This study compares the impact of several common development programs (agricultural extension, subsidized agricultural inputs and poultry transfers) to cash transfers equal to the cost of each program. Prior to program delivery, recipients were asked their valuation for each program (i.e., their cash indifference point between cash and the program) as a proxy for their preference between cash and the program. Subsequently, recipients were randomly assigned to receive cash or a program. Six months after delivery of cash and programs, we do not find that individuals who receive the intervention they value most are different from others in terms of consumption, food security, assets, psychological well-being or feelings of autonomy, and can rule out effects of any meaningful size. When comparing cash transfers directly to common development programs, the point estimates indicate no difference in impacts and confidence intervals rule out large differences. We do find that cash transfers increase feelings of autonomy and respect compared to non-cash interventions.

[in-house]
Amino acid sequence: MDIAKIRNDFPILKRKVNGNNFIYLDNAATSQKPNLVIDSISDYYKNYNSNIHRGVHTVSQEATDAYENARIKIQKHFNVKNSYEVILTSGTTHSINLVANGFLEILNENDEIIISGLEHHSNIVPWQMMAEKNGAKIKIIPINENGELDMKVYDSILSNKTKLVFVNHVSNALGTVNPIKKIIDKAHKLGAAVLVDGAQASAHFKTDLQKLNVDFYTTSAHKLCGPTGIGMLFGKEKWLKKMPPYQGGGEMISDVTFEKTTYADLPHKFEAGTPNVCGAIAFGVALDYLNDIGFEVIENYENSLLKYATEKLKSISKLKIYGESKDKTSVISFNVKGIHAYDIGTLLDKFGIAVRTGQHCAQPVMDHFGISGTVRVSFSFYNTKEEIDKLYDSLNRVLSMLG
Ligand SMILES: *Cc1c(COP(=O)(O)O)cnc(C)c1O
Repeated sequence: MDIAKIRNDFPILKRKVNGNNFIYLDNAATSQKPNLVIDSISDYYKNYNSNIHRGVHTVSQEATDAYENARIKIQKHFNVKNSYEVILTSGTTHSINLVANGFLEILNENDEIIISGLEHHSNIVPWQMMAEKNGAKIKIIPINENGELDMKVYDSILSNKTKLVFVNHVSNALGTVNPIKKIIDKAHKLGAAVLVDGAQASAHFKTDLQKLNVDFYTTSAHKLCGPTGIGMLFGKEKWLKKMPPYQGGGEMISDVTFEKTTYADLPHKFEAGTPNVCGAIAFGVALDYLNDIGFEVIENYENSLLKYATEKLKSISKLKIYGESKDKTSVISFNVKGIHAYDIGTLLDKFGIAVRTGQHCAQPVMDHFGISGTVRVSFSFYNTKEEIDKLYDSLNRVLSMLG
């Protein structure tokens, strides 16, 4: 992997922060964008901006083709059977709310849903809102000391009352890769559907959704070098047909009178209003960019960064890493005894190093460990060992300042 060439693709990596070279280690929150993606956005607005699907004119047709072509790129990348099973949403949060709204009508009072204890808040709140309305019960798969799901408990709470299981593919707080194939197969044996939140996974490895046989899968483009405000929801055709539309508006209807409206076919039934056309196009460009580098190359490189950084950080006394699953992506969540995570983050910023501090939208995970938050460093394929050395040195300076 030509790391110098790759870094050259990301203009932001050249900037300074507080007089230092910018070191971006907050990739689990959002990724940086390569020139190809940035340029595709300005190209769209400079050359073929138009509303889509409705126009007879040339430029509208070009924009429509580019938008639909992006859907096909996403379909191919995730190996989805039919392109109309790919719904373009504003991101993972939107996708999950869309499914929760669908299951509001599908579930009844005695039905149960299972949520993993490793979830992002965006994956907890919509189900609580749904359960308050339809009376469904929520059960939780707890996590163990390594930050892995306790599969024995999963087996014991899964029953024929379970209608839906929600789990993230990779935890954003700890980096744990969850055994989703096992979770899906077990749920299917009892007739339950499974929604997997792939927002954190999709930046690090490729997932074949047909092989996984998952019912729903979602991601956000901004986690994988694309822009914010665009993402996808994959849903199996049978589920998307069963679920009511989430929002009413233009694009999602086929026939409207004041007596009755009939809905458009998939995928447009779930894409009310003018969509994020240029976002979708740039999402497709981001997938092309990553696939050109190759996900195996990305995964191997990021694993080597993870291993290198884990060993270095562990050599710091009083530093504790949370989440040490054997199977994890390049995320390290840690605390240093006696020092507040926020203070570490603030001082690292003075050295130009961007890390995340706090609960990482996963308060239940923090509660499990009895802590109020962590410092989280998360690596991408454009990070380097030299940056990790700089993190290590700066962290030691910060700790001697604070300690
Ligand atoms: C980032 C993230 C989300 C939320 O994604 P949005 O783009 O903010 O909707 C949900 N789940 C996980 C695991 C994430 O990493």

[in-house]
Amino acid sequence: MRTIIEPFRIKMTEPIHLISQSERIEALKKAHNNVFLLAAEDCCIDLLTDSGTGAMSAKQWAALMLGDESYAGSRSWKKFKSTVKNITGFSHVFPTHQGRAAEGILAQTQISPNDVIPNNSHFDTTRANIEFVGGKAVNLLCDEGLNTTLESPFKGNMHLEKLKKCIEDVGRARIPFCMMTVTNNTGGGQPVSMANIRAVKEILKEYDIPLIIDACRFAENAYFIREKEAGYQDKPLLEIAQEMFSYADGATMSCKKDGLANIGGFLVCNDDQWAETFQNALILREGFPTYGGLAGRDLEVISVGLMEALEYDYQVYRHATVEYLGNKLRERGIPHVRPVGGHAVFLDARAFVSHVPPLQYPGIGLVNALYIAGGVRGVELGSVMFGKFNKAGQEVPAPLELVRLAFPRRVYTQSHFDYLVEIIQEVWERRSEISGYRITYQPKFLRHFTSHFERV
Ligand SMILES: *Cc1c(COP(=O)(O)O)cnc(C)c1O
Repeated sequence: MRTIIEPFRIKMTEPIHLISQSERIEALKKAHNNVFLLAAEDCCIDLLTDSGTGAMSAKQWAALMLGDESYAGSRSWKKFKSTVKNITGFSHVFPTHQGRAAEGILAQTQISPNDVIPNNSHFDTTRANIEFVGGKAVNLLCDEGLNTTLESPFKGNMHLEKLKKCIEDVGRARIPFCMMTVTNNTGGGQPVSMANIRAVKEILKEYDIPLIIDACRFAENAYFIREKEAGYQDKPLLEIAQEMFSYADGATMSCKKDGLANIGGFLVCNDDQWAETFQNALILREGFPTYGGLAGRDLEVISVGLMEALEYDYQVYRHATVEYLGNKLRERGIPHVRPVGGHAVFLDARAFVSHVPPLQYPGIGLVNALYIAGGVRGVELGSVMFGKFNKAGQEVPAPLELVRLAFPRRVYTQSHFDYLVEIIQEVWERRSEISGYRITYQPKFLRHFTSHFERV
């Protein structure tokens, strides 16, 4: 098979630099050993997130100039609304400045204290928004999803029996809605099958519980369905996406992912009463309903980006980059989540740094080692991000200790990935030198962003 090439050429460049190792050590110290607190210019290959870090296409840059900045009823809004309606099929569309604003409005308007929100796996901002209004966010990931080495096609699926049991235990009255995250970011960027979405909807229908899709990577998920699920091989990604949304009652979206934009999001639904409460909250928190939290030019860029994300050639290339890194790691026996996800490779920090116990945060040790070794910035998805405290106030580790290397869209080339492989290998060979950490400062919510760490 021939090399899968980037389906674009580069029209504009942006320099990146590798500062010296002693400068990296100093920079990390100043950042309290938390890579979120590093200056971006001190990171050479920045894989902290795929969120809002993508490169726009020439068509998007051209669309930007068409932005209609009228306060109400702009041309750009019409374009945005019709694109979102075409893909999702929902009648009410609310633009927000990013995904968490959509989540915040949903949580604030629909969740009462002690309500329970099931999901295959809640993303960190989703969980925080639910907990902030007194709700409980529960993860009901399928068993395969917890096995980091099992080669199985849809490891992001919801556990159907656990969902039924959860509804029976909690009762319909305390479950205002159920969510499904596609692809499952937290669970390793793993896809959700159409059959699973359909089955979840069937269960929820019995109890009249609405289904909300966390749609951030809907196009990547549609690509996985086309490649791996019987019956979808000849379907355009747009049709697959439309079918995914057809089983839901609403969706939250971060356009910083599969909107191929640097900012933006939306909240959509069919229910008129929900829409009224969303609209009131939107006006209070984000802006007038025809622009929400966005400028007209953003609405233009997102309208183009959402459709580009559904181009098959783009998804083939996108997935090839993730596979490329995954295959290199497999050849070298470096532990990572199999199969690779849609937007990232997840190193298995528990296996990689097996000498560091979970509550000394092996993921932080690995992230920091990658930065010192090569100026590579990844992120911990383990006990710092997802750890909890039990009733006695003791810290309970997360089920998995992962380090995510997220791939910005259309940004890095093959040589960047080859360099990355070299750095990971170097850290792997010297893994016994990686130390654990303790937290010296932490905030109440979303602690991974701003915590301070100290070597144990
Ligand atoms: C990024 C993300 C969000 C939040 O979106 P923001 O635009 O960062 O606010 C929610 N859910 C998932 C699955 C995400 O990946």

Keywords: Cash transfers; Poverty; Preferences; Willingness to pay.